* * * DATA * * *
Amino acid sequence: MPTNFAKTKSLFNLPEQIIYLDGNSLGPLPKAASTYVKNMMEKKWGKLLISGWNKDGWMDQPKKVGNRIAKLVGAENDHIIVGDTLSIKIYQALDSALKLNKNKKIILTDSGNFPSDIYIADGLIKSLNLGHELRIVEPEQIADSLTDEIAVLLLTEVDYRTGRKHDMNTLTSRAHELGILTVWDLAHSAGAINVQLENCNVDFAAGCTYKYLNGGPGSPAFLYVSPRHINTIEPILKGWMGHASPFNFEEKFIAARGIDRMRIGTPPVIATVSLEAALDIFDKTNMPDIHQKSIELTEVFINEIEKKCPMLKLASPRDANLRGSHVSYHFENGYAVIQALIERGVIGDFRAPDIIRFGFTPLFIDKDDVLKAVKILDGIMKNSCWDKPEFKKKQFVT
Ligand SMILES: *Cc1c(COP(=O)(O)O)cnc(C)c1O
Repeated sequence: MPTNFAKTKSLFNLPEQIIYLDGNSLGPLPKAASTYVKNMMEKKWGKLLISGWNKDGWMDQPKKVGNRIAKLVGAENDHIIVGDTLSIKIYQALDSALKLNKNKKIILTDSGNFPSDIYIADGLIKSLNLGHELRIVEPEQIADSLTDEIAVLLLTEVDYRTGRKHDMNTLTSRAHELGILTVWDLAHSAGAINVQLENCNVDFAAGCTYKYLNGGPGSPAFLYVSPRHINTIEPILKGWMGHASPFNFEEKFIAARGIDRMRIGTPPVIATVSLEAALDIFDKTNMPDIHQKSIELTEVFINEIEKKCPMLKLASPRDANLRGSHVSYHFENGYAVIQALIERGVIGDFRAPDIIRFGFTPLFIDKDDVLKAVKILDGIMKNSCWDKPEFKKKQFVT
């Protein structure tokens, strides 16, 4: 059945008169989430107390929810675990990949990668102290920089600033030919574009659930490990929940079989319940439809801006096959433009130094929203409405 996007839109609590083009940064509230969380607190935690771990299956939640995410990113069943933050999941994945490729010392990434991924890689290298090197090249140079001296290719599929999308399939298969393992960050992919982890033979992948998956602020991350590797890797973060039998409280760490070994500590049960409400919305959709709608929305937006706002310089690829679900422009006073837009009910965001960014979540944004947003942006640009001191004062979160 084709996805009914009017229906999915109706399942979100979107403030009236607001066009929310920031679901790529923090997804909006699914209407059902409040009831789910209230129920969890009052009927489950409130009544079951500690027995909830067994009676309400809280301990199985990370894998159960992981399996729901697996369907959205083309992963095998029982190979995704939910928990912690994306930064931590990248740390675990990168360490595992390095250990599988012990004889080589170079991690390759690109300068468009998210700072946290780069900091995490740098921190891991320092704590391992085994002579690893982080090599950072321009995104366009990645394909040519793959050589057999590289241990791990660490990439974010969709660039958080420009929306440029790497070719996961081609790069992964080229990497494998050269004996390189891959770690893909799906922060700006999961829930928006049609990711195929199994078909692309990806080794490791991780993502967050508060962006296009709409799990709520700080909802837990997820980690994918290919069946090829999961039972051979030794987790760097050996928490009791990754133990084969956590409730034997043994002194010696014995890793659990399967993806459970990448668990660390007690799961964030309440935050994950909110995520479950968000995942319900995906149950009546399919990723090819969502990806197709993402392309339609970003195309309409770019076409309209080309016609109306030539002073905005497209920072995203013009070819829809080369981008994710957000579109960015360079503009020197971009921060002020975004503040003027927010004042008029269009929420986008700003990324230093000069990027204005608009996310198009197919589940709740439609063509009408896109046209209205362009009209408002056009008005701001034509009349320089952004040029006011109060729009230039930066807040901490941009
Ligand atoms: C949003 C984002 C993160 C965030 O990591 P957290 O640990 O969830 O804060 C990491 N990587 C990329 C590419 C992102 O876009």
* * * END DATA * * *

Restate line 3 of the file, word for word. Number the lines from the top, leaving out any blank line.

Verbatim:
Repeated sequence: MPTNFAKTKSLFNLPEQIIYLDGNSLGPLPKAASTYVKNMMEKKWGKLLISGWNKDGWMDQPKKVGNRIAKLVGAENDHIIVGDTLSIKIYQALDSALKLNKNKKIILTDSGNFPSDIYIADGLIKSLNLGHELRIVEPEQIADSLTDEIAVLLLTEVDYRTGRKHDMNTLTSRAHELGILTVWDLAHSAGAINVQLENCNVDFAAGCTYKYLNGGPGSPAFLYVSPRHINTIEPILKGWMGHASPFNFEEKFIAARGIDRMRIGTPPVIATVSLEAALDIFDKTNMPDIHQKSIELTEVFINEIEKKCPMLKLASPRDANLRGSHVSYHFENGYAVIQALIERGVIGDFRAPDIIRFGFTPLFIDKDDVLKAVKILDGIMKNSCWDKPEFKKKQFVT